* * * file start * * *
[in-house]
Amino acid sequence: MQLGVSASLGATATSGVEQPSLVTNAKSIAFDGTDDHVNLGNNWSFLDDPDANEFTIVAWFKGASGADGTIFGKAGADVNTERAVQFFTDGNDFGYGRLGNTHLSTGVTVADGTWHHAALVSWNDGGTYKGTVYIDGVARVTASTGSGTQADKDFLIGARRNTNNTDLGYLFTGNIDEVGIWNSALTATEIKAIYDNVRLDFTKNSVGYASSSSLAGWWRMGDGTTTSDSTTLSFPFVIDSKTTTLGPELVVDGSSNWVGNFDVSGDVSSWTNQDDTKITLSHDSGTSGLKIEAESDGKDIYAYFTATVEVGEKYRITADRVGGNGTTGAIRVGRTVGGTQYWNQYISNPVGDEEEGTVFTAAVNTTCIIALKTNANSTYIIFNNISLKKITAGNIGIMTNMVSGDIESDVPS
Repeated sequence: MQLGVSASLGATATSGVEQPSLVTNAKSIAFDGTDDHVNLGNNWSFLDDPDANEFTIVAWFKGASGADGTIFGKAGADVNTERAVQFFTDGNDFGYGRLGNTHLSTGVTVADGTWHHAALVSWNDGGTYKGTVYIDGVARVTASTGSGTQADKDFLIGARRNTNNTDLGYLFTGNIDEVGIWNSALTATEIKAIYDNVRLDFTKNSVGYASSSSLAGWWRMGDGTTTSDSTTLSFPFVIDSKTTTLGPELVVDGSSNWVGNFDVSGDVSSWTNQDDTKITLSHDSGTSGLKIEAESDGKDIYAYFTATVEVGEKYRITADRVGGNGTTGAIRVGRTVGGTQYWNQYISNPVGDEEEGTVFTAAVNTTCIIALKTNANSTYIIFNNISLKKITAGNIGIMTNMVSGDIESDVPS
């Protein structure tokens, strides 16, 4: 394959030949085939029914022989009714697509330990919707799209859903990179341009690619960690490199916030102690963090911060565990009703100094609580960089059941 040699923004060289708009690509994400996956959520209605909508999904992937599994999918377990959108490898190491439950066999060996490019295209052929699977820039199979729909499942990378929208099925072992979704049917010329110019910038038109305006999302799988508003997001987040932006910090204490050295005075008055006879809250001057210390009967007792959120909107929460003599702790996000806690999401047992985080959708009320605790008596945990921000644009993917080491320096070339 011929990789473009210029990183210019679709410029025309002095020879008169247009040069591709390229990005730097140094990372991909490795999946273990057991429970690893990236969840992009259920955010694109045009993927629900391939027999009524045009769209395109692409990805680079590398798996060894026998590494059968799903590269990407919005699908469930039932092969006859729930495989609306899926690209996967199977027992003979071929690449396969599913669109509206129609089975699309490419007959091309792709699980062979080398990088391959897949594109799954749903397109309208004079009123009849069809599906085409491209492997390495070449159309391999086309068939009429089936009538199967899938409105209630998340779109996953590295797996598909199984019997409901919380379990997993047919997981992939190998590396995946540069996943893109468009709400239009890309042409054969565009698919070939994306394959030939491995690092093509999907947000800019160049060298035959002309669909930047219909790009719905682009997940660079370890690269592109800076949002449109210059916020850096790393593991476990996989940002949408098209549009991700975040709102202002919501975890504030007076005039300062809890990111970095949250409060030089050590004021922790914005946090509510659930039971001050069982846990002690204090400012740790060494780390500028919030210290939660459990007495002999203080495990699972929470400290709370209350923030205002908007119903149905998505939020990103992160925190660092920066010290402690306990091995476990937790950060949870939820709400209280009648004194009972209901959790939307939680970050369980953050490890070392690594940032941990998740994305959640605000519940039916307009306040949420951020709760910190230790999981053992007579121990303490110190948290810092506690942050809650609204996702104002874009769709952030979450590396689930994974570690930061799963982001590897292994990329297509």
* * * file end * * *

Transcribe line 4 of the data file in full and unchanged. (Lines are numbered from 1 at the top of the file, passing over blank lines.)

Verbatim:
């Protein structure tokens, strides 16, 4: 394959030949085939029914022989009714697509330990919707799209859903990179341009690619960690490199916030102690963090911060565990009703100094609580960089059941 040699923004060289708009690509994400996956959520209605909508999904992937599994999918377990959108490898190491439950066999060996490019295209052929699977820039199979729909499942990378929208099925072992979704049917010329110019910038038109305006999302799988508003997001987040932006910090204490050295005075008055006879809250001057210390009967007792959120909107929460003599702790996000806690999401047992985080959708009320605790008596945990921000644009993917080491320096070339 011929990789473009210029990183210019679709410029025309002095020879008169247009040069591709390229990005730097140094990372991909490795999946273990057991429970690893990236969840992009259920955010694109045009993927629900391939027999009524045009769209395109692409990805680079590398798996060894026998590494059968799903590269990407919005699908469930039932092969006859729930495989609306899926690209996967199977027992003979071929690449396969599913669109509206129609089975699309490419007959091309792709699980062979080398990088391959897949594109799954749903397109309208004079009123009849069809599906085409491209492997390495070449159309391999086309068939009429089936009538199967899938409105209630998340779109996953590295797996598909199984019997409901919380379990997993047919997981992939190998590396995946540069996943893109468009709400239009890309042409054969565009698919070939994306394959030939491995690092093509999907947000800019160049060298035959002309669909930047219909790009719905682009997940660079370890690269592109800076949002449109210059916020850096790393593991476990996989940002949408098209549009991700975040709102202002919501975890504030007076005039300062809890990111970095949250409060030089050590004021922790914005946090509510659930039971001050069982846990002690204090400012740790060494780390500028919030210290939660459990007495002999203080495990699972929470400290709370209350923030205002908007119903149905998505939020990103992160925190660092920066010290402690306990091995476990937790950060949870939820709400209280009648004194009972209901959790939307939680970050369980953050490890070392690594940032941990998740994305959640605000519940039916307009306040949420951020709760910190230790999981053992007579121990303490110190948290810092506690942050809650609204996702104002874009769709952030979450590396689930994974570690930061799963982001590897292994990329297509």